NtCreateThread was introduced in nt6.x and supposedly solves the restriction on nt6.x that threads can not be started remotely across user sessions. But that function is a pain, and I'm still facing a dreaded 0xC0000005 (access violation) in my implementation, so there's some memory issues.

The included tool takes 2 parameters, PID and CmdLine. Sample command line;
"RemoteWinExec.exe 2236 "cmd /c dir c: > c:dirlisting.txt"

The tool has been successfully tested on Windows 7 x64.

Edit: I'll take this stuff and make it available in the download section too..

#34 ericgl

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Posted 15 March 2012 - 07:08 AM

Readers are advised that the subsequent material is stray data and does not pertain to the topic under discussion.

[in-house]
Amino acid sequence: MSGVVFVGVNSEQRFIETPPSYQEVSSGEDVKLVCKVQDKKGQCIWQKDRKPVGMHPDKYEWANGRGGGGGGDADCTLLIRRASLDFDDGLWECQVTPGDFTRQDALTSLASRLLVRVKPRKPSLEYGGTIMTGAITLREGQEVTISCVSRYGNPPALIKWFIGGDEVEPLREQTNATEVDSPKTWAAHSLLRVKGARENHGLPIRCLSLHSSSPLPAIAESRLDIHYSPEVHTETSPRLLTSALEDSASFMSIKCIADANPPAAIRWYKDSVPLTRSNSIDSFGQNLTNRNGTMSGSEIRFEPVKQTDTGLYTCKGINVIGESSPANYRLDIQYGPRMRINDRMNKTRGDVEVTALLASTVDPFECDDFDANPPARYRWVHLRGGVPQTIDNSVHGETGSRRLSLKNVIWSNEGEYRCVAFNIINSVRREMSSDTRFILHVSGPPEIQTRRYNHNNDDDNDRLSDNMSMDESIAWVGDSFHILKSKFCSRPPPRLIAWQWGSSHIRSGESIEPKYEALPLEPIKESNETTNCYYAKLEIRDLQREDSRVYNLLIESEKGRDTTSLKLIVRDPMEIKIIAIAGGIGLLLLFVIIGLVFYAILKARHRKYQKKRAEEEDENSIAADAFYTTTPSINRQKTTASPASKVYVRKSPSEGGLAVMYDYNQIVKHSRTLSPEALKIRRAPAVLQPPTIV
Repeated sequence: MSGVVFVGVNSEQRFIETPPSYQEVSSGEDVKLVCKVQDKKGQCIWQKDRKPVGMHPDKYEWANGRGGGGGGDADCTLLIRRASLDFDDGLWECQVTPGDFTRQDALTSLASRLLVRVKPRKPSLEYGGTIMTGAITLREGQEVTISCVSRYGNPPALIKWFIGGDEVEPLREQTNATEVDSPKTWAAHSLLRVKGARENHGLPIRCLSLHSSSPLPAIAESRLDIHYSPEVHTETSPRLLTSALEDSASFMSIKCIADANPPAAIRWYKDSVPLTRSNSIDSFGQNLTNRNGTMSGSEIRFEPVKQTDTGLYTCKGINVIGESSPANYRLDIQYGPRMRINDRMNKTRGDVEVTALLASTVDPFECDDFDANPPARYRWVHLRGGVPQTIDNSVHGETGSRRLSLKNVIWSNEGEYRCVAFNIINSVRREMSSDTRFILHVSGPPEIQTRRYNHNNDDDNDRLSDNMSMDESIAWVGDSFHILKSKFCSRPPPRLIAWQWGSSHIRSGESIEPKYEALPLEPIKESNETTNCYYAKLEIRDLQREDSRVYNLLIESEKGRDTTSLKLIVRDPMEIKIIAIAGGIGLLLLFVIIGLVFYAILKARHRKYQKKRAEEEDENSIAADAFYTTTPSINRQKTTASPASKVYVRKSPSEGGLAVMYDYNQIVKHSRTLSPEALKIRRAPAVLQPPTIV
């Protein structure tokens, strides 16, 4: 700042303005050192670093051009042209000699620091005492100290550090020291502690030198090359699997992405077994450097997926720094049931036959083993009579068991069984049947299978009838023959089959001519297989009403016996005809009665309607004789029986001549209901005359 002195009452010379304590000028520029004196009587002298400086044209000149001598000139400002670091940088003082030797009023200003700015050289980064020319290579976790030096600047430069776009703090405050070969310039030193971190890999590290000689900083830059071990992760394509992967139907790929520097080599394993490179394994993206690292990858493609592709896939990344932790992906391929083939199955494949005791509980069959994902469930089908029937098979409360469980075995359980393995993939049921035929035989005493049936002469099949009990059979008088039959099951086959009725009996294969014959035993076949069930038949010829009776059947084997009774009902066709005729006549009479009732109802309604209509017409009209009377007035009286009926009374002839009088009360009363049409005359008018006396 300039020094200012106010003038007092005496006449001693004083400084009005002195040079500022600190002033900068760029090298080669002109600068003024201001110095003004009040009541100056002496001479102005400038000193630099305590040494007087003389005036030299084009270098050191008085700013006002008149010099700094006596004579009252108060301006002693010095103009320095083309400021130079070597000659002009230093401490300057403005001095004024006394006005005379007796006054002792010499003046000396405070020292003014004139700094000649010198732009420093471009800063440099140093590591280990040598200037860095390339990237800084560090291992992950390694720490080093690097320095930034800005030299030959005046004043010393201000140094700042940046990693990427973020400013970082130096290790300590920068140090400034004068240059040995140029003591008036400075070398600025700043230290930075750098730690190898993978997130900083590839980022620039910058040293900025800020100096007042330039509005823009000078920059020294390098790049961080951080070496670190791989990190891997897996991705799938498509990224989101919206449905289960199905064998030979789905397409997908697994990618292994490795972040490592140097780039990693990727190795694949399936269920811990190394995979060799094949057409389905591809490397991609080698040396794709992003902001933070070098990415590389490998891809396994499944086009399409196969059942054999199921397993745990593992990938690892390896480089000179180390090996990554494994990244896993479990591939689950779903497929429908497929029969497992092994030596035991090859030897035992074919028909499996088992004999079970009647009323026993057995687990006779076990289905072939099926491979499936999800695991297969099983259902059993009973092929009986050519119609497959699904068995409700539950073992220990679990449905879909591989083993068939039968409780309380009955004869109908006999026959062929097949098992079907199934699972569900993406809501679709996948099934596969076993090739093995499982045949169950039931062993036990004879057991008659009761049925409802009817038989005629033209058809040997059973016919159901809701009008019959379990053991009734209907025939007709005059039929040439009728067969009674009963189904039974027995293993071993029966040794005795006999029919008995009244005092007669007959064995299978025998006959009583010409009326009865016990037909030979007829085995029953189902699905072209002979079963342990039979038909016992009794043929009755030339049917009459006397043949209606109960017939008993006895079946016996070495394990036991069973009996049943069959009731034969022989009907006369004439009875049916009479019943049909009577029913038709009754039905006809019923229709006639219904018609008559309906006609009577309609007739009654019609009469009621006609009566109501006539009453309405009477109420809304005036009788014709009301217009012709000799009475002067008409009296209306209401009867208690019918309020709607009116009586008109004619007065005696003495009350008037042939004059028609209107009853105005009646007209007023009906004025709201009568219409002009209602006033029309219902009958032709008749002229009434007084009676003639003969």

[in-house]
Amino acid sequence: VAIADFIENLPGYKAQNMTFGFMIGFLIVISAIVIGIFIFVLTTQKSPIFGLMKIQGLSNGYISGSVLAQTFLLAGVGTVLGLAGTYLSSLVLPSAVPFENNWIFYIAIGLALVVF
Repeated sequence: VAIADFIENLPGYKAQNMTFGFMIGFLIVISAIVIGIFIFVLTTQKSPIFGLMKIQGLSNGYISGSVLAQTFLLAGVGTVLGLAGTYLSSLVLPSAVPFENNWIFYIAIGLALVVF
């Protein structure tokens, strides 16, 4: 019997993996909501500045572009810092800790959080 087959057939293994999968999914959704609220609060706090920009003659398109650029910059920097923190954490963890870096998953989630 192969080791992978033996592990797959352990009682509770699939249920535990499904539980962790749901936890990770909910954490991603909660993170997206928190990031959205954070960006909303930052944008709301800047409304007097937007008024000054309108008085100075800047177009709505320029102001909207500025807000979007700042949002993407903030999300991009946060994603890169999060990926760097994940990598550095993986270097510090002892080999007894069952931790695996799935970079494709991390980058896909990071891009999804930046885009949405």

I'm not very savvy in this field, but your ability to do this sounds dangerous to all users.
Malicious code could be executed without being detected by any of the Anti-Virus apps out there, or Windows' DEP or Intel Execute Disable bit.

#35 joakim

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Posted 15 March 2012 - 05:02 PM

I'm not very savvy in this field, but your ability to do this sounds dangerous to all users.
Malicious code could be executed without being detected by any of the Anti-Virus apps out there, or Windows' DEP or Intel Execute Disable bit.

I don't think it's that dangerous. Of course if you have a downloaded executable, that you have run, you will always be at risk unless it is a 100% trusted executable. This was just meant to be an example of how to execute commands/programs the "alternative" way.. AV and malicious code is a discussion on its own, not necessarily in any particular relation to (remote) threads, that can of course be non-malicious too. Running programs with SYSTEM account priviliges, would only be considered bothersome if possible from a restricted account. I did not try this, but I guess it is not possible.